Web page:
Why the recovery will cause a surge in divorces and how it will help the economy

Commentary about business and finance.
Jan. 31 2012 1:01 PM

Help America: Get Divorced!

The coming boom in failed marriages and why it’s exactly what the economy needs.

Angry couple.
The bad economy is actually keeping people’s marriages together

Photograph by iStockphoto/Thinkstock.

Money troubles are a huge strain on marriage, so you’d expect that divorce would surge after a massive recession and years-long period of weak growth. Yes, as far as we can tell, the national divorce rate has been falling throughout the Great Recession. There are lags in the federal government’s data, but the feds say the United States fell from 3.6 divorces per 1,000 Americans in 2007 to 3.5 divorces per 1,000 in 2008 to 3.4 divorces per 1,000 Americans in 2009. What’s more, there’s reason to believe that this is no coincidence. The bad economy is actually keeping people’s marriages together—divorce is expensive.

Mike Konczal, a fellow at the Roosevelt Institute, ran the numbers on a state-by-state basis and found that if you compare 2005 to 2009, states with a higher increase in unemployment saw larger drops in divorce rates. There’s at least some evidence that the mild economic recovery of 2011 has led to a divorce rebound, and if the unemployment rate continues to fall we can expect that trend to continue. Indeed, we should probably be expecting a temporary spike in divorce as several years of pent-up marital angst is unleashed in a single burst. Of course we should also see happier results. Young people will be excited to move out of their parents’ houses, where they have been forced to stay during the slump. It also seems likely that recovery will lead more people to have babies and start families.

These data also tell us something about the way social conservatives misread the relationship between family life and prosperity.


It’s become commonplace in conservative rhetoric and writing to note that single life, especially for parents, is strongly associated with poverty and bad economic outcomes. This was the rationale for the Bush administration’s marriage promotion initiatives, it’s a frequent theme in David Brooks columns, and it’s a centerpiece of Charles Murray’s new book. What’s more, it’s true. Living with another adult is, clearly, more economically efficient than living alone. That’s why young professionals in an expensive city like Washington, D.C., tend to share houses with roommates. It’s why young people move back home with their parents when they lose their jobs. And it’s one of the reasons why the divorce rate falls during a recession. But in all of these specific contexts we understand that there’s more than mere economics at stake. After all, just because you can move out of your parents’ house doesn’t mean that you have to. Relatively few empty nesters react to kids leaving home by immediately downsizing to a smaller abode. The bedroom is still sitting there, as is the laundry machine and the refrigerator. Even if you have a job, it would be more efficient to stay home and reap the household economies of scale that come with shared utilities, bulk purchase of groceries, etc. In practice people don’t do this, not because they’re dumb but because adults don’t want to live with their parents. It’s unpleasant, and one of the main reasons to want to get a job and have some money in your pocket is that you don’t have to put up with it anymore.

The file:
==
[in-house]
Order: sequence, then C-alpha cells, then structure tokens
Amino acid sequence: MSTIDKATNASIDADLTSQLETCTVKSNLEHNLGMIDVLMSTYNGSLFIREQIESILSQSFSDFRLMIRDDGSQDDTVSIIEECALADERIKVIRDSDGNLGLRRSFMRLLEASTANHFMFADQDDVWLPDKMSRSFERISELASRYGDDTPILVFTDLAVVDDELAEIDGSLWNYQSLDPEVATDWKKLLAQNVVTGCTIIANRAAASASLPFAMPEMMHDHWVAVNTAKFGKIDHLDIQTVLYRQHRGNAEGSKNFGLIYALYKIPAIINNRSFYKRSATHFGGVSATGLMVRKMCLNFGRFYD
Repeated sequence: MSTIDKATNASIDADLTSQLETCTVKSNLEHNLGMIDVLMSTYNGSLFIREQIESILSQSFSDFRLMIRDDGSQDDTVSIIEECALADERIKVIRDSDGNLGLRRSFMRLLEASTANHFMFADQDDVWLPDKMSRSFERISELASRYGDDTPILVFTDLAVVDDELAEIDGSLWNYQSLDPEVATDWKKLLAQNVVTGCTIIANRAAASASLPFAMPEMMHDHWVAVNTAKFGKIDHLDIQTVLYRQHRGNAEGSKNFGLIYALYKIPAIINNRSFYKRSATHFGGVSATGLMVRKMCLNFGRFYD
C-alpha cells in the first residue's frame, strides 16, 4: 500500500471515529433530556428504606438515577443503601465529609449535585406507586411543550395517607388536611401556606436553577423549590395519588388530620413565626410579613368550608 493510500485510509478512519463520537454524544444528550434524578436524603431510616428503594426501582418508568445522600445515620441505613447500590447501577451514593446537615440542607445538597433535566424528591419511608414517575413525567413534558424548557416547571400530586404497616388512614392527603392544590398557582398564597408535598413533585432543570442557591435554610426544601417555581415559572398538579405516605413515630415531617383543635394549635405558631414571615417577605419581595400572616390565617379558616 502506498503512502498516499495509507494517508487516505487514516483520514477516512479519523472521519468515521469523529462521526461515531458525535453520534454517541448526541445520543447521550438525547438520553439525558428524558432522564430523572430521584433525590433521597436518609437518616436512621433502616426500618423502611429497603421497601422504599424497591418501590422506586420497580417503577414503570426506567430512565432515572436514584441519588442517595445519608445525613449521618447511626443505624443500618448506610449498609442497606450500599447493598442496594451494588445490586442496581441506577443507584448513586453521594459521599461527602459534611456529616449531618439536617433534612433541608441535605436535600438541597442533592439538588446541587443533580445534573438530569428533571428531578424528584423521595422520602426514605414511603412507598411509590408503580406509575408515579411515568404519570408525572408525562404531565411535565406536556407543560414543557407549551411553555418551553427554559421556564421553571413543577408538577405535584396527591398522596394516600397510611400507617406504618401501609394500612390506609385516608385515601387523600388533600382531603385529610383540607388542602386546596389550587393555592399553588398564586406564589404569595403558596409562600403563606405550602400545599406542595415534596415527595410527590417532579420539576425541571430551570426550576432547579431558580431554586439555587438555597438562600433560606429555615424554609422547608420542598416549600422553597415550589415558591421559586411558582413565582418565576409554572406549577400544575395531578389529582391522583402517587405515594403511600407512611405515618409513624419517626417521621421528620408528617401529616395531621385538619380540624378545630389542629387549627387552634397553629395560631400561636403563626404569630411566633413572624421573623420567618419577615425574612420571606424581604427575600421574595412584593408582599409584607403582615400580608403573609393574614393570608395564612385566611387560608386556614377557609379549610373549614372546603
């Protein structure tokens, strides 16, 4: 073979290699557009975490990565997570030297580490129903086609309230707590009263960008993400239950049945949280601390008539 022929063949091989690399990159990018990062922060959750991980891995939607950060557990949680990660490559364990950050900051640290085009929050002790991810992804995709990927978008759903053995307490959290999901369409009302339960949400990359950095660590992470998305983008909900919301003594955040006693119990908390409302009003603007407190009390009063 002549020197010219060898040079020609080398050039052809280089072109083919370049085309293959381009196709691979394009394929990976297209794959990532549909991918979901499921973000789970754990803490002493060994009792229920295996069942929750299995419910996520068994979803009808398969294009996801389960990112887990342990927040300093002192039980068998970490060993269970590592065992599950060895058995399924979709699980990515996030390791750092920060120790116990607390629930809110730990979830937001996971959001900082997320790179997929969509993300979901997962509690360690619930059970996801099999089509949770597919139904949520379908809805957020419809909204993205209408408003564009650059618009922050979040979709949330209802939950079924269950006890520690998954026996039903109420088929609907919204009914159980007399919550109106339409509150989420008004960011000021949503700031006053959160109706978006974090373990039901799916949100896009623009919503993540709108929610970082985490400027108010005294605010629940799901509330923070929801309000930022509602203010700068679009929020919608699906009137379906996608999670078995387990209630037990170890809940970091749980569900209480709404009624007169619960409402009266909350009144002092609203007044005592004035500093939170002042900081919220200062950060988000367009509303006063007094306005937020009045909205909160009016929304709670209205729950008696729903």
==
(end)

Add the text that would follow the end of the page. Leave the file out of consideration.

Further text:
The structure of family life can be seen in a similar vein. For most of us, a happy marriage is a more appealing prospect than a life alone. But the divorce-recession link appears to indicate that in many cases affluence is an opportunity to escape or avoid unhappy partnerships. Under the circumstances, we should not be surprised that the relatively affluent America of 2012 includes more single people than the poorer America of 1962.  

One of the most striking facts about the current downturn has been a temporary halt in what demographers call “household formation.” Normally the number of households is lower than the number of people, but both quantities grow at roughly the same pace. Since 2007, however, the net formation of new households has essentially come to a halt. Each new household, in other words, has been offset by the elimination of an existing one thanks to death or doubling-up.

The most obvious culprit is young people. With the youth employment levels at record lows, more and more older teens and twentysomethings are living with their parents. But divorces also create new households, so the falling divorce rate also plays a role. In both cases, an economically suffering America has less opportunity to form new households.

At the same time, these trends remind us that despite the painfully slow recovery, future acceleration could come faster than people expect. There are millions of “missing” households in America that can appear—through childbirth, divorce, or moving out—very suddenly if people get a bit more in their pockets. And each new household carries with it not just a home, but a wide array of appliances, furniture, and other durable goods. An income boost, in other words, could create a wave of household formation that drives nationwide incomes even higher. That’s why I, at least, will be rooting for more marriages to fail in 2012.



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